Analysts had expected a 2% decline after June's 1.3% fall.
Stocks held at ports have now hit their highest level in five months, according to China government data also released Thursday, with just over 7 million mt held in warehouses on the eastern seaboard - the highest level since the end of the Chinese New Year.
China's global trade surplus widened by 60 percent over a year ago to $45.1 billion.
In the first seven months of 2019, China's rare earth exports, which can widely fluctuate, came in at 28,476 tonnes, down 7.3% year-on-year.
President Trump's latest threat to slap elevated tariffs on Chinese goods could weigh heavily on consumers in the form of higher prices soon. The Chinese government said in June that any purchases must be at a reasonable level, suggested Beijing was becoming more cautious about making big commitments before it sees what Washington offers in exchange. Its trade surplus widened by 47.4 percent year-on-year to 1.55 trillion yuan during the same period.
As China's exports, a key engine of economic expansion, have been slowing down due largely to tariffs imposed by the United States, Beijing might have made a decision to take steps to devalue the country's currency, pundits say.
China's central bank rattled global financial markets this week by allowing its yuan to weaken to an 11-year low against the USA dollar.
President Trump tweets support for "stronger background checks" following weekend's mass shootings
This isn't the first time the president has been vocal about expanding background checks in the wake of mass shooting events. The suspect in the El Paso shooting is believed to be the author of an anti-immigrant manifesto.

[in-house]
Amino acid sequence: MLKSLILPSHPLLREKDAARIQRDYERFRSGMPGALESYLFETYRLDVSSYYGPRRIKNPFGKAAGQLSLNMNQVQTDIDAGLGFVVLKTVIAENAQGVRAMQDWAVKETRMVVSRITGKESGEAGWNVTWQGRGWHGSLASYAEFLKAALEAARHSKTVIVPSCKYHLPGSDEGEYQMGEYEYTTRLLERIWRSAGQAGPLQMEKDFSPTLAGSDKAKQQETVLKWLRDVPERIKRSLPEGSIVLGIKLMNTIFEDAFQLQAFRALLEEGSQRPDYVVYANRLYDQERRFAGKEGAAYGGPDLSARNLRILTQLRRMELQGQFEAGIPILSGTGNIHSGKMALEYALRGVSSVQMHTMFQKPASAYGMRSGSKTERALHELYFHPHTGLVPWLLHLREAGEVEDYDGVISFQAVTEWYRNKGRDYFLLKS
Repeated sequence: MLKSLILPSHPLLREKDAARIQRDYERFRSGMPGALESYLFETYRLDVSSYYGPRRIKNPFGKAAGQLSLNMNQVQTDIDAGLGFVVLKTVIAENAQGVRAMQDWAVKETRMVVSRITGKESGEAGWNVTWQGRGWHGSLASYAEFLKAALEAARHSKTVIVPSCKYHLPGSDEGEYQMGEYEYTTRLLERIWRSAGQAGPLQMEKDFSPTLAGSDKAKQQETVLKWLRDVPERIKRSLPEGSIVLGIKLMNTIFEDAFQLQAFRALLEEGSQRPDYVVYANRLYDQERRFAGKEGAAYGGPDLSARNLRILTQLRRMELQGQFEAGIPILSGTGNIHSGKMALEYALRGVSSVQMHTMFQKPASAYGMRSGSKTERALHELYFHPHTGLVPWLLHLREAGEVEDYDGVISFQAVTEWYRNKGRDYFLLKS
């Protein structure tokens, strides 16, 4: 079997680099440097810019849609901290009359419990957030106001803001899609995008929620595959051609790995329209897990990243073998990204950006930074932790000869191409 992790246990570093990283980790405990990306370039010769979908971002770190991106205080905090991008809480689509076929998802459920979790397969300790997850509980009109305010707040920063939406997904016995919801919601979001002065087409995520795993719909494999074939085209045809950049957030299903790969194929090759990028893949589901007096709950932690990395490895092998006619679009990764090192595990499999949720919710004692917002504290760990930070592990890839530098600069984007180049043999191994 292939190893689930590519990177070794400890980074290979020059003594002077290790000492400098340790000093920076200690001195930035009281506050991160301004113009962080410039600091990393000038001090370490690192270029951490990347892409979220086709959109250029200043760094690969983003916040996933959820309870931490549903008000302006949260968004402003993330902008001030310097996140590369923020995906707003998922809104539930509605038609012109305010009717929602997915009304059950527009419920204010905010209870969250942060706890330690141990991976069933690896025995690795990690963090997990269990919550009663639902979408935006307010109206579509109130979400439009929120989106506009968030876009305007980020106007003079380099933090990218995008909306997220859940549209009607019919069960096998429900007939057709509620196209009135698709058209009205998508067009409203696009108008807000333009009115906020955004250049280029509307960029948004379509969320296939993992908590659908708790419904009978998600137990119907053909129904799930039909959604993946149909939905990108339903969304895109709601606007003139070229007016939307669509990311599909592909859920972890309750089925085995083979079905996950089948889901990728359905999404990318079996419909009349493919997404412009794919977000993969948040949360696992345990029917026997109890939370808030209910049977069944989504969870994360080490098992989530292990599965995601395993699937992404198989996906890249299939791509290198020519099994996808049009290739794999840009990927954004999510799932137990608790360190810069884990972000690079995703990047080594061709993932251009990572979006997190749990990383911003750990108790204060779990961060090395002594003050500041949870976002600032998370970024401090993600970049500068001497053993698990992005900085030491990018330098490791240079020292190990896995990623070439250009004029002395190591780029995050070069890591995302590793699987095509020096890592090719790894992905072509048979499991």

Some traders have become anxious that the US administration of President Donald Trump could intervene in the foreign exchange market to stem the appreciation of the dollar against the yuan in a bid to counter China's alleged currency manipulation.
Economists say even if a settlement with the United States is reached, China's exports this year will be lackluster due to weak global demand, putting pressure on manufacturers that support millions of jobs.
While the US Department of the Treasury's determination is largely symbolic, as the potential punishments are a shadow of the steps Trump has already taken against China, it underscores the rapidly deteriorating relationship between the world's two largest economies.
Later in the day, however, Trump lambasted Beijing for guiding the yuan - also known as the renminbi - to "an nearly a historic low", saying in his Twitter post, "It's called currency manipulation".
Trade weakness has added to pressure on Xi's government to shore up economic growth and avoid politically risky job losses. Australia led the way as Beijing purchased 18.7% more from the Land Down Under.